Gold importers await uncleared stocks at customs
MUMBAI (Reuters) - Gold importers in India are hoping their old stocks lying at airports would get customs clearance by Tuesday, following a meeting with government officials last week, before they ship more for exporters ahead of the peak Christmas season.
Gold shipments into India, the world's biggest buyer of the metal, came to a virtual halt after the Reserve Bank of India told importers on July 22 that a fifth of their purchases would have to be turned around for export and 80 percent would be available for domestic use.
The rule had created confusion among most government agencies over its implementation and as a result about a tonne of gold meant for exporters was stuck at the airports, prompting a high-level meeting of officials from the commerce and finance ministries, importing banks and the Gems and Jewellery Export Promotion Council.
"We have approached Bombay customs to get our old shipments cleared. Hopefully they should get cleared by today or tomorrow... The Bombay customs is waiting for instructions from Delhi," said an official from a Mumbai-based private importing bank, who did not wish to be quoted as he was not authorised to speak to the media.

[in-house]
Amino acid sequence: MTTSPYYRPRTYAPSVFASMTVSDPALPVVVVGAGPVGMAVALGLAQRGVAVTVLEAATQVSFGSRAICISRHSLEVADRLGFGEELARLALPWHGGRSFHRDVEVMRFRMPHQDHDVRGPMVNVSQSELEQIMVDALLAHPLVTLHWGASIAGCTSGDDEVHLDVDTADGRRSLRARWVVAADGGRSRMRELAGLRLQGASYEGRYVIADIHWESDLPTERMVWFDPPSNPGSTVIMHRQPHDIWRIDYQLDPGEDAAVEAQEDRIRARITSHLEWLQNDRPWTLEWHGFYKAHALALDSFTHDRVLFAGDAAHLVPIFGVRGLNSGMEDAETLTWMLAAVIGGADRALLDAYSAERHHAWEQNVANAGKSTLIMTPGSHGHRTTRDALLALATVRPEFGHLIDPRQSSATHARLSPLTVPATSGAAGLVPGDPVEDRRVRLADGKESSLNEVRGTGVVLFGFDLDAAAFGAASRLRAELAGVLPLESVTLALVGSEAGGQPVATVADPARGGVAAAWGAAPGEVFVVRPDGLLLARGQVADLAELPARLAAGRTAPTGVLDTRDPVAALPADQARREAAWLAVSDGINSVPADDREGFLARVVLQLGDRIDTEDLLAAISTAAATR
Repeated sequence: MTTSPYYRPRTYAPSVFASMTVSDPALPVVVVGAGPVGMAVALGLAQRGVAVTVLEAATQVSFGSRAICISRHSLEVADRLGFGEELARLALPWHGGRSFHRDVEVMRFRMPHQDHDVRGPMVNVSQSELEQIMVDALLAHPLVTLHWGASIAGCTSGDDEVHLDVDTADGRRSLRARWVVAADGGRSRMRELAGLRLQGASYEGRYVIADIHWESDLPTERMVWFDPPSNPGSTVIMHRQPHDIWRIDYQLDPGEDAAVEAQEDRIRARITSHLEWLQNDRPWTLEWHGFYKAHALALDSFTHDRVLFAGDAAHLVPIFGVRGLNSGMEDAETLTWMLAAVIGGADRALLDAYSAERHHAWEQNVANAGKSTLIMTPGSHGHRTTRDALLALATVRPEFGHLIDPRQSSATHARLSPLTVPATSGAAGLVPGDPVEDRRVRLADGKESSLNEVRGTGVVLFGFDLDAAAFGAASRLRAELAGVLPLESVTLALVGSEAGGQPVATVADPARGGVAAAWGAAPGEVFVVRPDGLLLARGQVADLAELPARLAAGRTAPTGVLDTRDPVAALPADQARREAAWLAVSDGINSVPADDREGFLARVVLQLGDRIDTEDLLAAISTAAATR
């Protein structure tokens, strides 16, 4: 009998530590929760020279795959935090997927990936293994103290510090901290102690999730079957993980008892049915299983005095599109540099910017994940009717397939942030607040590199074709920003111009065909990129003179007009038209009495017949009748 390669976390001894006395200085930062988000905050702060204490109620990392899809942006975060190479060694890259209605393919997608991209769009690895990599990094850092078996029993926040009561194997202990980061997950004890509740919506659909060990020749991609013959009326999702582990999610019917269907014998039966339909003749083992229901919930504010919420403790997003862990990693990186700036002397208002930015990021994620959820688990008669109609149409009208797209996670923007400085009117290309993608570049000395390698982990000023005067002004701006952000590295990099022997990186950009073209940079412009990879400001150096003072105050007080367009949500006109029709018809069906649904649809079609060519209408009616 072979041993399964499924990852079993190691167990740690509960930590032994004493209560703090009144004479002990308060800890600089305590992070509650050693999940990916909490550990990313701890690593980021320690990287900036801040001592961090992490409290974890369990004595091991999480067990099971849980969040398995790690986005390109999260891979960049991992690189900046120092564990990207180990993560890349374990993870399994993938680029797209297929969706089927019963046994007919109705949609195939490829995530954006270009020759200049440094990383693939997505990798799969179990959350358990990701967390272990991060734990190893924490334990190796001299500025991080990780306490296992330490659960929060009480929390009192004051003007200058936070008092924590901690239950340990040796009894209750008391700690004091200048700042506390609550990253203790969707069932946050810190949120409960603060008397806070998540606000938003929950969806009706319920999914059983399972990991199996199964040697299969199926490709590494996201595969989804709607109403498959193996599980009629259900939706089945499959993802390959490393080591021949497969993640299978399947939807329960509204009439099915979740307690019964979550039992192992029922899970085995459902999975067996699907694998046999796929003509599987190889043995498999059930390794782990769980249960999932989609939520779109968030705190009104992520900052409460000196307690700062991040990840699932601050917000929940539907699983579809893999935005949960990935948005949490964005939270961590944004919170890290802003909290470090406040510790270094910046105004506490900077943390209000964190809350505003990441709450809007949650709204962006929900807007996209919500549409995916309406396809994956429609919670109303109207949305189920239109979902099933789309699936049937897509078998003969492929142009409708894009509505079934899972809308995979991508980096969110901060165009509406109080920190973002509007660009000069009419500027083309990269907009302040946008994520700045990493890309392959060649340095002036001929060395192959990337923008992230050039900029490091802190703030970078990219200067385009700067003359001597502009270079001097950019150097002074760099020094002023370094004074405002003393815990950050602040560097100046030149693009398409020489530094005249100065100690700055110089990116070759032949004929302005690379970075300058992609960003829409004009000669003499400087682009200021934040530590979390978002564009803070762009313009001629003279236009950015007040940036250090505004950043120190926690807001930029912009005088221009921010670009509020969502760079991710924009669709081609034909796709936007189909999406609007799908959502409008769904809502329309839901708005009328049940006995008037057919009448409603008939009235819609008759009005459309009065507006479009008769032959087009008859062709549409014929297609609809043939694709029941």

"We have lots of orders. Unless our shipments are getting cleared, we won't import more," said the official.
Once the imports resume, exporters who have been facing cancellations of orders could start shipments again, after which domestic traders would also receive supplies under the new rule.
Another bank official, who was part of Friday's meeting, said the customs department has been asked to "ensure speedy turnaround time" for imports meant for exports.
On the Multi Commodity Exchange (MCX), gold for October delivery was 0.68 percent lower at 29,709 rupees per 10 grams, extending losses for the third straight session. The contract has shed about 15 percent from its record of 35,074 hit on August 28.
Silver for December also fell 0.78 percent to 48,922 rupees per kg.
(Reporting by Siddesh Mayenkar; Editing by Anupama Dwivedi)
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